In 2021, spam calls not only continue to harass and deceive people around the world. There are even more of them. According to Techcrunch, the average American receives 27.5 spam calls a month, up from 17.9 last year.
The coronavirus pandemic has been also playing its part. For many reasons. First, during a pandemic, millions of people are filing new claims for unemployment benefits, so when a phone call comes in, it is tougher for them to ignore. Second, many people have been working from home lately, which makes their personal tech devices, including smartphones, more attractive target.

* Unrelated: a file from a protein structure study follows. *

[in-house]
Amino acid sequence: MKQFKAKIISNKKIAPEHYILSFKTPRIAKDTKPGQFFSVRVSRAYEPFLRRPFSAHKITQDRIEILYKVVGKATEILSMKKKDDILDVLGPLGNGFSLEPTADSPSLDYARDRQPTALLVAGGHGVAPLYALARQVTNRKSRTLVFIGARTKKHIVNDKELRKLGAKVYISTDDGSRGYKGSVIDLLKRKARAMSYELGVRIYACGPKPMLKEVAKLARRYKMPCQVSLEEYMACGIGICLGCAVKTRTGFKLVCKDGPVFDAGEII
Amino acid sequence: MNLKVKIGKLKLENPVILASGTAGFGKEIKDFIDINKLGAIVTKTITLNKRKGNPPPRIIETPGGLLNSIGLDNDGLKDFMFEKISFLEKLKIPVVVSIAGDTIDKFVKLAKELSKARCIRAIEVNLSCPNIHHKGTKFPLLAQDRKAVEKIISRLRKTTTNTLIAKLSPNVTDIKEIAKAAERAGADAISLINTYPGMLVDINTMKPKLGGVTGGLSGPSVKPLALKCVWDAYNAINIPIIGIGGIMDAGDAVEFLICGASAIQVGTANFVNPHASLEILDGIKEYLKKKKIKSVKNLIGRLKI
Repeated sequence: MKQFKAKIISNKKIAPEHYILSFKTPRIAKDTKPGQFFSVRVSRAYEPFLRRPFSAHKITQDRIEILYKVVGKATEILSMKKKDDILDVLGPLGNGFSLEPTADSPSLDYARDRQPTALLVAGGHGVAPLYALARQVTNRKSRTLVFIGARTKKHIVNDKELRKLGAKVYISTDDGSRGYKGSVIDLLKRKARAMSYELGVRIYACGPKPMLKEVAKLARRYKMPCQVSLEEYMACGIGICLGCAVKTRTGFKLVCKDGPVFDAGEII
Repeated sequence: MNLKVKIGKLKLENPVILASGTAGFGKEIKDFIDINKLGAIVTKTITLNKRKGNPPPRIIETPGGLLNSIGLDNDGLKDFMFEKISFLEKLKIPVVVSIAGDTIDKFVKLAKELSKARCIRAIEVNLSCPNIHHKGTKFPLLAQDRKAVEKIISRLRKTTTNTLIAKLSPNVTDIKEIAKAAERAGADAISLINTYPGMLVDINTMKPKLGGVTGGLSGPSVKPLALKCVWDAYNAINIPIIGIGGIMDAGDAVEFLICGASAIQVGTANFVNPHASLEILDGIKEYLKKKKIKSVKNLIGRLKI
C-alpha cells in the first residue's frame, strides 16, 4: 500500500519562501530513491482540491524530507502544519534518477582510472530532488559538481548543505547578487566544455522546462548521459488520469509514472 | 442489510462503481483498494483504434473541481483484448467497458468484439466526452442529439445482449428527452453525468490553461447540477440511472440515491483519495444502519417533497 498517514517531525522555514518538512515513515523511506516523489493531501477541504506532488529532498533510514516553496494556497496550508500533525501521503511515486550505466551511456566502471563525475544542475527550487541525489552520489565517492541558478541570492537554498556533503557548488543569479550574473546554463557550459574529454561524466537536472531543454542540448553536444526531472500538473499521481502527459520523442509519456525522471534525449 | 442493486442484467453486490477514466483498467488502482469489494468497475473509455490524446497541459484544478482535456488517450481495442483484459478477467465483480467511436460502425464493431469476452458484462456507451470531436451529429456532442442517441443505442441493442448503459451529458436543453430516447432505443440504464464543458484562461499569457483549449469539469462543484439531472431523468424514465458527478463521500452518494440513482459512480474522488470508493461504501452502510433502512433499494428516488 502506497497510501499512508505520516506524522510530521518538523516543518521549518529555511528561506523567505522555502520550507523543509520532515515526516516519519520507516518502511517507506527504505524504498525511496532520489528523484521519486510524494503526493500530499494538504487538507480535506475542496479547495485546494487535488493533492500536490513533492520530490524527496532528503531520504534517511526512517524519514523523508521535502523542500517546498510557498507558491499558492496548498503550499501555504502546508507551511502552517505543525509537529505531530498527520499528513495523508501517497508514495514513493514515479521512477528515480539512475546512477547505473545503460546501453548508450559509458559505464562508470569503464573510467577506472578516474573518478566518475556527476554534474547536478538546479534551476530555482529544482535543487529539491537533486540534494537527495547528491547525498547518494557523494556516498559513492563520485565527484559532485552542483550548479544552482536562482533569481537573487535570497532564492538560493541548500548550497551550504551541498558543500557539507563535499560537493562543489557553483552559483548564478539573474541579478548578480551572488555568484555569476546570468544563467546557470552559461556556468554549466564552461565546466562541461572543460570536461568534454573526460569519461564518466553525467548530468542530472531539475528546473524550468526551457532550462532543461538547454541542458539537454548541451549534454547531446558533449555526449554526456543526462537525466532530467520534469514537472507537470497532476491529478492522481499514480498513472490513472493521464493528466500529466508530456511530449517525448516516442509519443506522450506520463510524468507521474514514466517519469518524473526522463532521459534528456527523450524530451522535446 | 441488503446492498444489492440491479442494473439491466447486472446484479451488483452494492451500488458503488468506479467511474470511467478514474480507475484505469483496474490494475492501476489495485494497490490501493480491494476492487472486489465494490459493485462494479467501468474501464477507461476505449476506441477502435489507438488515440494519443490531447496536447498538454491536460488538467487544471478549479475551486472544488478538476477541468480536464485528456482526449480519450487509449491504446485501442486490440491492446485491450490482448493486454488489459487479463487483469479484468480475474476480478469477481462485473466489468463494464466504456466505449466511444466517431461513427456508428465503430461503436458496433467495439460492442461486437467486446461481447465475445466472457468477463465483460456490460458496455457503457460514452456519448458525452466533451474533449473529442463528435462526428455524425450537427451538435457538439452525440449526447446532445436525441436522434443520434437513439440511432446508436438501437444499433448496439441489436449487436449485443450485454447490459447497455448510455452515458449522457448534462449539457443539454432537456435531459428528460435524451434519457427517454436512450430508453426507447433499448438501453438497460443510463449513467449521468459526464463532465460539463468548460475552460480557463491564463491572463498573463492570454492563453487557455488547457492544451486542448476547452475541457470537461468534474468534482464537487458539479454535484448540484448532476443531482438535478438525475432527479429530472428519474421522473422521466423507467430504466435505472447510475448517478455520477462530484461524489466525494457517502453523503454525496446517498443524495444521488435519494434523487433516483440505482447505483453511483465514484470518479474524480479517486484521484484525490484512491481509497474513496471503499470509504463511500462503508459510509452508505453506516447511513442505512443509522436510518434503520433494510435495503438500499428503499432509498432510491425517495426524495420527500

Don’t fall for the coronavirus scam
The FCC offers the following tips to help you protect yourself from coronavirus scams.
Do not respond to calls or texts from unknown numbers, or any others that appear suspicious.
Never share your personal or financial information via email, text messages, or over the phone.
Be cautious if you’re being pressured to share any information or make a payment immediately.
Scammers often spoof phone numbers to trick you into answering or responding. Remember that government agencies will never call you to ask for personal information or money.
Do not click any links in a text message. If a friend sends you a text with a suspicious link that seems out of character, call them to make sure they weren't hacked.